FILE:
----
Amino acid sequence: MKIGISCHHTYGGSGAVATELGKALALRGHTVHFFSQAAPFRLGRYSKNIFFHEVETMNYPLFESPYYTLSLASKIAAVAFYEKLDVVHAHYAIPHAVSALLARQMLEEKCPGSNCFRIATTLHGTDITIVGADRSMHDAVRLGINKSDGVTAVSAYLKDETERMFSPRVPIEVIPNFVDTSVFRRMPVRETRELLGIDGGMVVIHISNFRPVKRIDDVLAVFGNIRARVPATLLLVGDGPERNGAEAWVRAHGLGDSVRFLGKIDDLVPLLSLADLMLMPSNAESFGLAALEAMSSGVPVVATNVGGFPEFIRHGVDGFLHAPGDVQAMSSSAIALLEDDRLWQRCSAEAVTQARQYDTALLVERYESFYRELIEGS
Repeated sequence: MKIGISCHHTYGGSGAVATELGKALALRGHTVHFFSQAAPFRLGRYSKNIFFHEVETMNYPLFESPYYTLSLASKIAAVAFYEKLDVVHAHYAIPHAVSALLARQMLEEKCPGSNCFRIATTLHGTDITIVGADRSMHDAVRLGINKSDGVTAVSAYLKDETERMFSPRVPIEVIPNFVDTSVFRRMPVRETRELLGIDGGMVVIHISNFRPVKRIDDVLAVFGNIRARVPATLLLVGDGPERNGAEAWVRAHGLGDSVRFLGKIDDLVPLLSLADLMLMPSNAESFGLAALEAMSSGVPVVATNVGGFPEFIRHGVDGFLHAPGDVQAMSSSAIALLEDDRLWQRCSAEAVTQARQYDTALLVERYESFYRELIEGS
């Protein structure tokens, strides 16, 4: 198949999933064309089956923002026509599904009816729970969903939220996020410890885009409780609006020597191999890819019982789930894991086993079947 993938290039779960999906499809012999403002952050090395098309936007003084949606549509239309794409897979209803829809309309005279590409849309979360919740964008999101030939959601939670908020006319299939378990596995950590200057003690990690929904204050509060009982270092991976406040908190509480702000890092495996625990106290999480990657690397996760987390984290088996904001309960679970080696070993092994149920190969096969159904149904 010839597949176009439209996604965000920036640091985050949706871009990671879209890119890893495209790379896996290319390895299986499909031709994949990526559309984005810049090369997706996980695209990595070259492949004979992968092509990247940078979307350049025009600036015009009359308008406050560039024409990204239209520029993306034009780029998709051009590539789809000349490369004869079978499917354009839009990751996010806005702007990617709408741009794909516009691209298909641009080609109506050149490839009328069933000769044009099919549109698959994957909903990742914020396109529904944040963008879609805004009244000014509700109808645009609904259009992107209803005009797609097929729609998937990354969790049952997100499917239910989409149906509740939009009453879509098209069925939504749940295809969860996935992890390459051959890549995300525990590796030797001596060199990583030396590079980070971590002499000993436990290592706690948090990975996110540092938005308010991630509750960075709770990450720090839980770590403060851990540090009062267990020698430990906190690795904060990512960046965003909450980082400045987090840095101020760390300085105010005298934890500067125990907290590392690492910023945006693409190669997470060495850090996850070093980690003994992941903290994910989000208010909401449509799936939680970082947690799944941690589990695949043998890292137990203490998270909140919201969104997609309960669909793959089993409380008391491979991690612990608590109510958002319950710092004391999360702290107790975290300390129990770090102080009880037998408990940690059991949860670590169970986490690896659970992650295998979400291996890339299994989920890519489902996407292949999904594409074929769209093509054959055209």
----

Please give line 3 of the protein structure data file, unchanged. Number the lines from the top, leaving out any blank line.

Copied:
């Protein structure tokens, strides 16, 4: 198949999933064309089956923002026509599904009816729970969903939220996020410890885009409780609006020597191999890819019982789930894991086993079947 993938290039779960999906499809012999403002952050090395098309936007003084949606549509239309794409897979209803829809309309005279590409849309979360919740964008999101030939959601939670908020006319299939378990596995950590200057003690990690929904204050509060009982270092991976406040908190509480702000890092495996625990106290999480990657690397996760987390984290088996904001309960679970080696070993092994149920190969096969159904149904 010839597949176009439209996604965000920036640091985050949706871009990671879209890119890893495209790379896996290319390895299986499909031709994949990526559309984005810049090369997706996980695209990595070259492949004979992968092509990247940078979307350049025009600036015009009359308008406050560039024409990204239209520029993306034009780029998709051009590539789809000349490369004869079978499917354009839009990751996010806005702007990617709408741009794909516009691209298909641009080609109506050149490839009328069933000769044009099919549109698959994957909903990742914020396109529904944040963008879609805004009244000014509700109808645009609904259009992107209803005009797609097929729609998937990354969790049952997100499917239910989409149906509740939009009453879509098209069925939504749940295809969860996935992890390459051959890549995300525990590796030797001596060199990583030396590079980070971590002499000993436990290592706690948090990975996110540092938005308010991630509750960075709770990450720090839980770590403060851990540090009062267990020698430990906190690795904060990512960046965003909450980082400045987090840095101020760390300085105010005298934890500067125990907290590392690492910023945006693409190669997470060495850090996850070093980690003994992941903290994910989000208010909401449509799936939680970082947690799944941690589990695949043998890292137990203490998270909140919201969104997609309960669909793959089993409380008391491979991690612990608590109510958002319950710092004391999360702290107790975290300390129990770090102080009880037998408990940690059991949860670590169970986490690896659970992650295998979400291996890339299994989920890519489902996407292949999904594409074929769209093509054959055209």